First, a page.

I can’t see any reason for including the compass directions. The focus of attention is with the binoculars and what they point at, and the compass points don’t add anything.

Could it be improved, and how?
The story in this picture is about the binoculars looking out over the spectacular city. I suggest lifting the camera higher to show more of the city and less of the paving. I would crop out the compass points and show more sky. This would contrast the Natural with the Man-made and add an extra dimension to the story.

The retouched version below indicates what I mean.

If you enjoy photography and want to improve, you have to develop an objective and practical method of assessment. Once you spot a photo opportunity take a moment to answer all three questions before you even take out your camera. Take a shot, reconsider, and answer them again. If you have the time, take as many shots as you can until your assessment is truly positive. You have now done what it takes to shoot a Good Picture.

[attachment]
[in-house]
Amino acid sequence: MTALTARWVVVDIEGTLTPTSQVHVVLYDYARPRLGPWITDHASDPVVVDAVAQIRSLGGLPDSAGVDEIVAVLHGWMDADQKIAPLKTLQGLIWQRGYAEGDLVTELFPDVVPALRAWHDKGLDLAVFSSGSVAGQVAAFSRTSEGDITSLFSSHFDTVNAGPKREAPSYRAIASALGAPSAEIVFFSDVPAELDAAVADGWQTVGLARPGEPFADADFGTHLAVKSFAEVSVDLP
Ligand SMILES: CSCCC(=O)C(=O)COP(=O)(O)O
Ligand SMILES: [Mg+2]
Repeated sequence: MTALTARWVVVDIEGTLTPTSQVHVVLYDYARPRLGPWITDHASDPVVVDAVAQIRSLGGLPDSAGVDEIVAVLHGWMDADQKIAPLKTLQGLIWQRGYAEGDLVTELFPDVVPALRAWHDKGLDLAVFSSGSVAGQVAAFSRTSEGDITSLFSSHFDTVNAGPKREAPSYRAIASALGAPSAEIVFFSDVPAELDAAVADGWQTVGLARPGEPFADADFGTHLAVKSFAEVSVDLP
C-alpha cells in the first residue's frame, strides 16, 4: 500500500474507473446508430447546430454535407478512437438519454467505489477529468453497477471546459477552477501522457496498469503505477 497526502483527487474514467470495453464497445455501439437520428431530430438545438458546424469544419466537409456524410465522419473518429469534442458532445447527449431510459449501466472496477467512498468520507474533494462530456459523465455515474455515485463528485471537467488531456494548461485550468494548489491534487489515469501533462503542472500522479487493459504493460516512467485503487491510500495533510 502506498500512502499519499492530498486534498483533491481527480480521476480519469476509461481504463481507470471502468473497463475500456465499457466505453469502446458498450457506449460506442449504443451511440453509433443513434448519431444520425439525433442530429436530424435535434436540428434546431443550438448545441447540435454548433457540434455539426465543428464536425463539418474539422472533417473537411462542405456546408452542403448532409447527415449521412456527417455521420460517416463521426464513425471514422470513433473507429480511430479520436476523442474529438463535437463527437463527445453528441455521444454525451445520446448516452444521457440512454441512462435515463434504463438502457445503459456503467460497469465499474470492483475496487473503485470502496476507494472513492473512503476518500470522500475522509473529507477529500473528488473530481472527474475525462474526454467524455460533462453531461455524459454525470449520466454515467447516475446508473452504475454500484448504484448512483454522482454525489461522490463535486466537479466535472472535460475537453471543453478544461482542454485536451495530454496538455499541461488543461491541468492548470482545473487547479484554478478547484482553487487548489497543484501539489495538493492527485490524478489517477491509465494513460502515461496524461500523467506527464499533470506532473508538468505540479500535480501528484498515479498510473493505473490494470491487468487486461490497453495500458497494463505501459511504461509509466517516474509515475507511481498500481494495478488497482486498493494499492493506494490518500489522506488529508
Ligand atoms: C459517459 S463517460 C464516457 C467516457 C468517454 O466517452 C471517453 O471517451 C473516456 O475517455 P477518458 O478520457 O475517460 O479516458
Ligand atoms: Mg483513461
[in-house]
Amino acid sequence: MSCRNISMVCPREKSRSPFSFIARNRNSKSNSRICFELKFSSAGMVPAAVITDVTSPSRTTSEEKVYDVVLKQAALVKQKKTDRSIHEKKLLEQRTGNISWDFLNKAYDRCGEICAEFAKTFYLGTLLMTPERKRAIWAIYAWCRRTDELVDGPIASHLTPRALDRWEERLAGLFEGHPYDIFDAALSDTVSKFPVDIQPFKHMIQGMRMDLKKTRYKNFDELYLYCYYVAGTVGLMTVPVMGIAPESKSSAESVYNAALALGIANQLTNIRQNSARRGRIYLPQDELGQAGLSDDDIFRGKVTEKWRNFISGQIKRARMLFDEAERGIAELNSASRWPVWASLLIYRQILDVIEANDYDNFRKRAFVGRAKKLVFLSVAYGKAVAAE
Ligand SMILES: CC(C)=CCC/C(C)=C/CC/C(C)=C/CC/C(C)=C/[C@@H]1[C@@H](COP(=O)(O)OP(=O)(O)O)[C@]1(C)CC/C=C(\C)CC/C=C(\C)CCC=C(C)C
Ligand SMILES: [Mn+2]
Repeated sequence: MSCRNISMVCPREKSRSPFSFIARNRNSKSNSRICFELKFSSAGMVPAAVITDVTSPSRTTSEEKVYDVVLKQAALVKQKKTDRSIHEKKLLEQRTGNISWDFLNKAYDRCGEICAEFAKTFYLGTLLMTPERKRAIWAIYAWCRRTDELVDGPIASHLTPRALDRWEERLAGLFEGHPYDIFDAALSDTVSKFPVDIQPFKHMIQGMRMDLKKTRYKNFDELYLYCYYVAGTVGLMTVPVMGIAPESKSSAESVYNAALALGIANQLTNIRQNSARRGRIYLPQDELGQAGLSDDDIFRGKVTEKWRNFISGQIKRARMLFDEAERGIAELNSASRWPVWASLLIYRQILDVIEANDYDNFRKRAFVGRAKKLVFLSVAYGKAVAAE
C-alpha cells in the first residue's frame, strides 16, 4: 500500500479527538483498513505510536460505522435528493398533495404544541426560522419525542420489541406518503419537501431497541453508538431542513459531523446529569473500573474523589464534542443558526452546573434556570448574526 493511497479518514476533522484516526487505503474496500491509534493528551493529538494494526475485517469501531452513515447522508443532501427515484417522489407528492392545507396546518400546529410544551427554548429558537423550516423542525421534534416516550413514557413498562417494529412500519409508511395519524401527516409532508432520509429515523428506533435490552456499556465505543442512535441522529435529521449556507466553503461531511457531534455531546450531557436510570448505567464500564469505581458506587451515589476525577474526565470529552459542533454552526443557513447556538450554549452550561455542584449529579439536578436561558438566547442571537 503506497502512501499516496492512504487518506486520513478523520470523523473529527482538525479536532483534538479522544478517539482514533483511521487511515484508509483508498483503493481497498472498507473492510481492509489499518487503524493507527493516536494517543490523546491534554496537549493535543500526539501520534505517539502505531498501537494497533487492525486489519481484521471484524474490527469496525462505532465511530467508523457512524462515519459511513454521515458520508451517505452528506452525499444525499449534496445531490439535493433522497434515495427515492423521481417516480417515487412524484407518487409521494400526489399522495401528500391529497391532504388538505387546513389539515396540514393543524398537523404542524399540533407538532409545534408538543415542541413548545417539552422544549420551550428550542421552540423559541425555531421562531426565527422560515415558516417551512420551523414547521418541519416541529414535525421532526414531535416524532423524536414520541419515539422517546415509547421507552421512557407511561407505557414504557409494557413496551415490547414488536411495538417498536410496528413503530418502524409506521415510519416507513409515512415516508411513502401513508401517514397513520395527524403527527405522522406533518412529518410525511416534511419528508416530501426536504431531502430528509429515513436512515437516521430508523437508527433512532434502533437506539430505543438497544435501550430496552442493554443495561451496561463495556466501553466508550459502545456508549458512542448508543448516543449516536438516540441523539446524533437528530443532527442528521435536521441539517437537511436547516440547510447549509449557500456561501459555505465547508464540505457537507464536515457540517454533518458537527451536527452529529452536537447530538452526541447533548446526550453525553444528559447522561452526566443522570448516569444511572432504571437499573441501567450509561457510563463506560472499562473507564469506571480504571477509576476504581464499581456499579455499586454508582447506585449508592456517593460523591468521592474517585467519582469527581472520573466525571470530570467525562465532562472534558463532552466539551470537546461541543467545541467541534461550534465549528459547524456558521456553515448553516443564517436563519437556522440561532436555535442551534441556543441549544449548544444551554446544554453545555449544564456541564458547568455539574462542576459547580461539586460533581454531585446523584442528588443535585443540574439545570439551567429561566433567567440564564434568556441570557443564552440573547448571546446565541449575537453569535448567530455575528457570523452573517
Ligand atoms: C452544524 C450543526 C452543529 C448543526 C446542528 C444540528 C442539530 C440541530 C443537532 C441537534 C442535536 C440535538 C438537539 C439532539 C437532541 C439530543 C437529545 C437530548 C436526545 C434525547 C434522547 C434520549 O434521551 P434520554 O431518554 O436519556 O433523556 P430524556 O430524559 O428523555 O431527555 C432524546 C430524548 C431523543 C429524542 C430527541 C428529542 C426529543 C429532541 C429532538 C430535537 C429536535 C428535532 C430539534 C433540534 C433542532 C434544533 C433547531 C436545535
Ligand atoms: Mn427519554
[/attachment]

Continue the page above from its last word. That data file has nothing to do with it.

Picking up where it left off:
Be warned: You will be disappointed again and again with your efforts, but when you do succeed the satisfaction you feel will be worth all the hard work you put in.

Send me your picture 

If you are aspiring to develop your photography skills, send me a picture and I will publish one at the end of my next article with some constructive feedback.  

Send one picture only, at a reduced size to [email protected].

Tom Langford is a commercial photographer, website designer, and professional retoucher. He teaches photography courses for beginners and advanced. Details of his courses and field trips at: